- August 2018
- President’s Notes
- Jerry King Cartoon
- ALB White Paper Calls for Industry Changes
- Japan Reopens to American Lamb
- Ninth Circuit Court Hears Montana Grazing Appeal
- Superior Farms Looks for Innovation in the Sheep Tank
- San Francisco Lamb Jam
- Fear Mongering & The Wild Sheep Foundation
- Around the States
- Market Report
- The Last Word
Ninth Circuit Court Hears Montana Grazing Appeal
Attorney at Law
On July 9, a three-judge panel of the Ninth Circuit Court of Appeals heard oral arguments on the appeal filed by the Gallatin Wildlife Association challenging a Montana district court’s decision to deny Gallatin Wildlife’s request for the court to prohibit domestic sheep grazing within the Beaverhead-Deerlodge National Forest in Montana.
In 2015, Gallatin Wildlife Association and other groups filed a wide-ranging complaint against the United States Forest Service asserting that the 2009 revised forest plan for the Beaverhead-Deerlodge National Forest located in Southwest Montana violated NEPA by, among other things, failing to adequately protect grizzly bears and the Greenhorn Bighorn Sheep Herd. The grizzly bear claims were ultimately dropped by Gallatin Wildlife during the course of the legal proceedings.
One of the claims for relief sought by the Gallatin Wildlife Association was for the district court to issue an order prohibiting the Helle, Konen and Rebish families of Dillon, Mont., from continuing to utilize their domestic sheep grazing allotments within the forest. The families have been utilizing these allotments as part of their operations for roughly 80 years, and domestic sheep grazing has been transpiring within the Beaverhead-Deerlodge National Forest since prior to the time the forest was created.
In 2016, the federal district court awarded judgment to Gallatin Wildlife on two of its three NEPA violation claims. The district court denied Gallatin Wildlife Association’s claim that the methodology chosen by the U.S. Forest Service for analyzing the adequacy of bighorn sheep habitat within the forest was inadequate to maintain the viability of the Greenhorn herd.
The court’s chosen remedy for the NEPA violations was to remand the forest plan to the USFS for the agency to conduct supplemental environmental analysis on a Memorandum of Understanding entered by and between the sheep producers, Montana Fish Wildlife and Parks, the Bureau of Land Management and the USFS, which such MOU outlines the management steps to be taken to ensure separation between the bighorn sheep and domestic sheep flocks. The MOU was entered around the time that Montana FWP introduced bighorns into the Gravely Mountain range of Montana in 2002-2003. Further, the court ordered the USFS to conduct sight specific environmental analysis on the grazing allotments to determine whether the presence of the domestic sheep could cause harm to the bighorn sheep herd.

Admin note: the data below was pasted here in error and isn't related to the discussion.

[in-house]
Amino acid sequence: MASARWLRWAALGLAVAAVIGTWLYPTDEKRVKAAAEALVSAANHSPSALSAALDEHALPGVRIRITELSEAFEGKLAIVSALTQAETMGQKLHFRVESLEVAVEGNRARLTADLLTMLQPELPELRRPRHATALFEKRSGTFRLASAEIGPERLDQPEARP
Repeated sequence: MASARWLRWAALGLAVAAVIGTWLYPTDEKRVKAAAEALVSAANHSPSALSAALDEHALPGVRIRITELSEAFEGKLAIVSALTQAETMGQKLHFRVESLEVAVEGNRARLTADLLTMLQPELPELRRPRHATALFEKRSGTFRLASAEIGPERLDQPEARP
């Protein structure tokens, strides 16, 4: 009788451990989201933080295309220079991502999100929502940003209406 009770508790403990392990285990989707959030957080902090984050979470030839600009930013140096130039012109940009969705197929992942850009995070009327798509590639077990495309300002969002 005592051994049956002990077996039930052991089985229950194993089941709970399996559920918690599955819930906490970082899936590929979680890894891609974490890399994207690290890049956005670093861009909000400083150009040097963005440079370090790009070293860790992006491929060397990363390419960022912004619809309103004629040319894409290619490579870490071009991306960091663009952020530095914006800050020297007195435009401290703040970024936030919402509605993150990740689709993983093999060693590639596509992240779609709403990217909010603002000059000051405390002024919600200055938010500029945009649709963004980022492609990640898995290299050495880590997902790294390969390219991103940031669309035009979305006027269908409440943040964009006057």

The court denied Gallatin Wildlife’s request that the court issue an order enjoining the families from utilizing their grazing permits. This denial was consistent with the district court’s denial of Gallatin Wildlife’s motion for preliminary injunction filed at the time of the start of the case which such request also sought the same court relief – to prohibit the producers from utilizing their grazing permits.
In 2017, Gallatin Wildlife filed an appeal to the Ninth Circuit Court of Appeals challenging the court’s denial of its various injunction requests, as well as the court’s ruling in favor of the USFS on its viability methodology claim. While that appeal was pending, Gallatin Wildlife again filed a request with the Montana Federal District Court to enjoin domestic sheep grazing for the 2018 grazing season pending completion of the Ninth Circuit Court proceedings. The district court denied that injunction motion as well in April of 2018.
On appeal, the USFS and intervenor parties, Helle Livestock, et. al, the Montana Wool Growers Association, and the American Sheep Industry Association argued that the Ninth Circuit Court proceedings should be dismissed for lack of jurisdiction for the appellate court to hear the case. The industry parties argued that, because the Montana Federal District Court has kept jurisdiction of the case until such time as the USFS completes its court-ordered supplemental environmental analysis, Gallatin Wildlife’s appeal was not ripe for review.
At the Ninth Circuit hearing, all but two questions posed by the judges to the attorneys related to whether the court had jurisdiction to hear the appeal at this stage with the district court specifically stating it would await the supplemental analysis before entering a final judgment in the lower court case. Based on the line of questioning, it appears that ASI’s and MWGA’s argument as to jurisdiction, may prevail. At the hearing, the court did not indicate when it would rule on the merits of Gallatin Wildlife Association’s appeal.
Even if the Ninth Circuit Court dismisses Gallatin’s appeal, the case will not be over. The USFS has indicated that its supplemental environmental analysis will be analyzed in late September to early October. The district court could still issue an injunction prohibiting grazing at that time.
John Helle, one of the livestock producers, at issue has summarized this case well. This case is a perfect example of the abuse of the Equal Access to Justice Act in that groups – such as Gallatin Wildlife – will continue to propagate court proceedings in order to run up their attorneys’ fees and costs with the hope of being deemed a prevailing party under the act in order to be paid by the taxpayers for litigation such as this.
John Helle is slated to testify before Congress later this month and will surely point out the fact that Gallatin Wildlife has to date, sought four injunctions against their livestock operations during the course of the three-year legal proceedings.